Warner Bros. (2015), Warner Home Video (August 18, 2015), 1 Blu-ray + 1 DVD, 80 mins, 16:9 ratio, DTS-HD Master Audio 5.1, Not Rated, Retail: $24.98
The Joker gathers his ugliest gang yet, in a bid to use technology to become no less than king of the world. With even his own tech working against him, Batman and his fellow heroes must find a way to prevent the Joker from remaking the world in his image.
The Sweatbox Review:
It’s getting so one can’t even keep track of all the Batmen running around the video aisles. With several TV series under his bat-belt already, not to mention Robot Chicken, video game, and Lego versions, there is now a direct-to-video version of The Dark Knight aimed at a younger audience and designed to tie in with a toy line. The first Batman Unlimited movie, Animal Instincts, came out earlier in 2015, with The Penguin as the villain. Now, it’s The Joker’s turn to make life difficult for our favorite caped crusader and his super friends.
The Gotham of Batman Unlimited is a near-future one, with flying police cars, solar-powered streetlamps, and plenty of neon lights and video screens adorning buildings. It is in this world that The Joker plans to introduce a computer virus that will make him master of technology. He gathers a motley crew of villains, including The Scarecrow, Clayface, Solomon Grundy, and Silver Banshee, to assist him with all the kidnapping and robbery that is necessitated by his plan.
One kidnapping victim is Gogo Shoto, a young computer genius and game designer. The other is Cyborg, the cybernetic superhero who is a Justice League teammate of Batman. Assisting Batman in solving the mystery of these kidnappings are Red Robin, Nightwing, and Green Arrow, and naturally you can count on Cyborg to help before it is all over. With all the characters running around, do not expect too much characterization. This movie is all about action and high concepts, with several battles that stretch from the streets to the skies of Gotham, and also a cyber world confrontation.
The heroes all come off fine, with no forced comedy relief this time around, unlike the use of The Flash in the last Batman Unlimited movie. And, even though Khary Payton is once again voicing Cyborg, he is used in a more serious manner than he has been in Teen Titans or Lego Justice League. Though I may not care for some of the character re-designs (I can’t warm up to the new bat-emblem on the bat-suit, and Nightwing never looks right wearing red rather than blue, even if he did so for a time in the comics), I do enjoy the neon look for Gotham City. It’s a nice change of pace, and suits the “positive” futuristic nature of the show well.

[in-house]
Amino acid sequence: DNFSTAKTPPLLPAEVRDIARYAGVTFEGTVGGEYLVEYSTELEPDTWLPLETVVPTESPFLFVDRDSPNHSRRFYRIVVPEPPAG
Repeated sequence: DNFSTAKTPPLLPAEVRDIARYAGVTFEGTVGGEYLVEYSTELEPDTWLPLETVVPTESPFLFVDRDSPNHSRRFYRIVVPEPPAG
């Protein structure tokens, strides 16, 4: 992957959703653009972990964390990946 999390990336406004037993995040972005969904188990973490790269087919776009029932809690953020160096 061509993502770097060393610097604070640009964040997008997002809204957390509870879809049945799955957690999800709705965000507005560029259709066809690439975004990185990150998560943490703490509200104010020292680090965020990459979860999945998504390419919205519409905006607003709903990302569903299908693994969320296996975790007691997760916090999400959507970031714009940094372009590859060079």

The cyber world in this story, like similar previous attempts in cartoons, falls short of making sense. I have never thought that cyberpunk and Batman fit together terribly well, largely due to the necessity in a movie of visualizing something that takes place in a digital realm. It doesn’t help that many writers don’t seem to understand (or care about) how computers actually work. Showing a computer world in Tron was cool, but when done in a superhero show it just comes off as terribly hokey. Of course, having the sight of Batman riding that mecha-dino (as seen on the Blu-ray cover) just about makes it worthwhile.
This DTV movie series plays fast and loose with DC continuity. There’s a Red Robin, but no Robin around. Cyborg lives in Gotham City. Silver Banshee and Solomon Grundy break out of Arkham Asylum, though they wouldn’t likely be found there in the comics. Green Arrow appears in Gotham as if his Star City is a Gotham suburb instead of clear across the county. We do get glimpses of Nightwing’s past heroic identities, which was a nice touch. And, though the bonus featurette suggests that Batman Unlimited is at least a visual bridge to Batman Beyond, the representation of the characters is hard to reconcile with the previously established DC Animated Universe continuity. Of course, keeping in mind the young target audience for this movie, I can’t be bothered by any of this. It’s just a toy line video, after all.